Past perfect, future perfect: Sanskrit revival and the Hindu nation in contemporary India

Author: 
Hastings, Adi Merwan
Year: 
2004

     Based on ethnographic and linguistic research, this dissertation addresses the politics of culture in contemporary India as it affects the formerly "sacred" language, Sanskrit, in a movement for its revival as a spoken language of everyday interaction. Specifically, it focuses on one organization, Samskrita Bharati, currently at the forefront of efforts to promote and popularize simple spoken Sanskrit. More generally, the dissertation is about the conditions which make such a movement possible. The framing of Samskrita Bharati's activities as a "language revival" entails the assumption of a return to something. In this case, it is a return to a past (and future) vision of a Hindu golden age; Sanskrit is both an index and a catalyst for this return. The dissertation explores the consonances and contradictions that arise out of what I call "archaizing modernism," an ideology which informs the Sanskrit revival and related cultural phenomena. That is, while revival of Sanskrit is presented as an effort to return to or recall an archaic golden age, the discourses and practices by which it means to do so are imbricated with a thoroughly modernist aesthetic, informing ideas about what "language," "science," and "tradition" (for example) are or ought to be. In this view, Sanskrit becomes a thread linking a distant past and a possible future by virtue of its essential continuity, and yet is simultaneously a radical departure, something entirely new.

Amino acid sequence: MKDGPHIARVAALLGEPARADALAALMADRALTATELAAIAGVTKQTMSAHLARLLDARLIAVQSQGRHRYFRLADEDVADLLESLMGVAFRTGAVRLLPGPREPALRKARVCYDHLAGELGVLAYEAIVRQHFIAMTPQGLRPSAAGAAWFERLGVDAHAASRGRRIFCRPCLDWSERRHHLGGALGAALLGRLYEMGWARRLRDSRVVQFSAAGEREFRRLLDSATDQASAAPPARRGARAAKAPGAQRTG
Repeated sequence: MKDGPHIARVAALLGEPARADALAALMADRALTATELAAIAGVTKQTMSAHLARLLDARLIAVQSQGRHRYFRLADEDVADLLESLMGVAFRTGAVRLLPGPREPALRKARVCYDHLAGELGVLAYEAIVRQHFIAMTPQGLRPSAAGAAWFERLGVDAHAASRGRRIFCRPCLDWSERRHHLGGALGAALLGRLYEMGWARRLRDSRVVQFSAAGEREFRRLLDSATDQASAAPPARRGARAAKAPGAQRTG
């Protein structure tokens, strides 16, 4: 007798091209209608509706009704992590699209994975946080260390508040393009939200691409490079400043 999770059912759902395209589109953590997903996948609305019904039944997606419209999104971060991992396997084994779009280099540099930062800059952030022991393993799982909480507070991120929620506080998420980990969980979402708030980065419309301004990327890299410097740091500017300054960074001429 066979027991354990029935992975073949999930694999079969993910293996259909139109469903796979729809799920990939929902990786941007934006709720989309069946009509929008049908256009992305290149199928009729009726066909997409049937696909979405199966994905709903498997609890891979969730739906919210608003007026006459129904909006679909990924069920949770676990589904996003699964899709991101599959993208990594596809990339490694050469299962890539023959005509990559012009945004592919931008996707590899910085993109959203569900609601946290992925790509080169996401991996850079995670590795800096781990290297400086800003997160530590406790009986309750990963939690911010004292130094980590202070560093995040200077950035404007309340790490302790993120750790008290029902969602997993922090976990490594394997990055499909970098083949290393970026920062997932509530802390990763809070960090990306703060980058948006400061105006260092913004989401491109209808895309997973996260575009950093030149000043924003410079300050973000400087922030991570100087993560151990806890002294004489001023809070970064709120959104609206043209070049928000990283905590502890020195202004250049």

Advisor(s): 
Silverstein, Michael
Department: